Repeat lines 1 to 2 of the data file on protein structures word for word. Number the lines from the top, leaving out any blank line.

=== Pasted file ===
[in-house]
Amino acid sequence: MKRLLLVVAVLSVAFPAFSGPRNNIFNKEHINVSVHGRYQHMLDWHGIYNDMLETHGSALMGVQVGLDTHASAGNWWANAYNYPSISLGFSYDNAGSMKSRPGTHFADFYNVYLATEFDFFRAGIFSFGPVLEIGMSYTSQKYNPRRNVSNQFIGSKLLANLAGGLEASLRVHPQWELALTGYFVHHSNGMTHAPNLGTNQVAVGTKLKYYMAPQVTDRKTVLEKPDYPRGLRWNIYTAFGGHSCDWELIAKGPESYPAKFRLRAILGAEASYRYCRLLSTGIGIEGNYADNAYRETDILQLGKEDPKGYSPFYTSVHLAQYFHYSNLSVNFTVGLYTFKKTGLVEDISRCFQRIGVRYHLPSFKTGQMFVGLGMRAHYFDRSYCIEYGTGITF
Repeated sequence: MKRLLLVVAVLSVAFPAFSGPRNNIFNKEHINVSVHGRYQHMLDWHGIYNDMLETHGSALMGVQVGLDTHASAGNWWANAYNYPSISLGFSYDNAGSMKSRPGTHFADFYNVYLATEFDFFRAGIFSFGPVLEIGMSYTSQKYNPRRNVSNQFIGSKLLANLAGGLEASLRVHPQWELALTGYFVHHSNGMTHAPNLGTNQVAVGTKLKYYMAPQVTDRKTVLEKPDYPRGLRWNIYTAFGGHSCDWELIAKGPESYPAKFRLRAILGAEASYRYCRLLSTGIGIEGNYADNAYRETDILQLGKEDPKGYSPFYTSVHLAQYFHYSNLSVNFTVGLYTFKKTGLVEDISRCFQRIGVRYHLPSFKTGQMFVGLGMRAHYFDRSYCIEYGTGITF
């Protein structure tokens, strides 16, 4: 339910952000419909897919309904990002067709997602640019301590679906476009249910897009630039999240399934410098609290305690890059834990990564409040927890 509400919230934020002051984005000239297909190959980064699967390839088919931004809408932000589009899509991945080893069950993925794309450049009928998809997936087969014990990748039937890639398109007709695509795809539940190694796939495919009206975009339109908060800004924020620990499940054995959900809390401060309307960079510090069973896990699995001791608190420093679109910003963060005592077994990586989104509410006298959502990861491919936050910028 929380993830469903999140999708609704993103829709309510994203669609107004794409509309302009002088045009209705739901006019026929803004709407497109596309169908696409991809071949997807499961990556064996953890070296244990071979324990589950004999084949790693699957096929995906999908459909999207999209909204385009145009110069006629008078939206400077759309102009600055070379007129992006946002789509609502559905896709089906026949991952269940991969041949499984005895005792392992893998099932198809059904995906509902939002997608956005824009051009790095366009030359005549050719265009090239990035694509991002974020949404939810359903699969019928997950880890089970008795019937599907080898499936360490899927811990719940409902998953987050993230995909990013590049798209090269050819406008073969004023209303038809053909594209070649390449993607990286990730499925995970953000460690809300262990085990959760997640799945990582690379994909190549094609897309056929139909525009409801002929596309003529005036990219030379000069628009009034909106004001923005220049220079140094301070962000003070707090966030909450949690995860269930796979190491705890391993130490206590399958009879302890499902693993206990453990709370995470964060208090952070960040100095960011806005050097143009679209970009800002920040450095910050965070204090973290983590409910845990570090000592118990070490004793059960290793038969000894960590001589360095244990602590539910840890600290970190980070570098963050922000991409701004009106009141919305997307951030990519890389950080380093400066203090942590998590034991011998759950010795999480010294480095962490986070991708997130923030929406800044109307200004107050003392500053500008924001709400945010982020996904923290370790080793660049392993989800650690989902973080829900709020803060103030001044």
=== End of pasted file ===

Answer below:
[in-house]
Amino acid sequence: MKRLLLVVAVLSVAFPAFSGPRNNIFNKEHINVSVHGRYQHMLDWHGIYNDMLETHGSALMGVQVGLDTHASAGNWWANAYNYPSISLGFSYDNAGSMKSRPGTHFADFYNVYLATEFDFFRAGIFSFGPVLEIGMSYTSQKYNPRRNVSNQFIGSKLLANLAGGLEASLRVHPQWELALTGYFVHHSNGMTHAPNLGTNQVAVGTKLKYYMAPQVTDRKTVLEKPDYPRGLRWNIYTAFGGHSCDWELIAKGPESYPAKFRLRAILGAEASYRYCRLLSTGIGIEGNYADNAYRETDILQLGKEDPKGYSPFYTSVHLAQYFHYSNLSVNFTVGLYTFKKTGLVEDISRCFQRIGVRYHLPSFKTGQMFVGLGMRAHYFDRSYCIEYGTGITF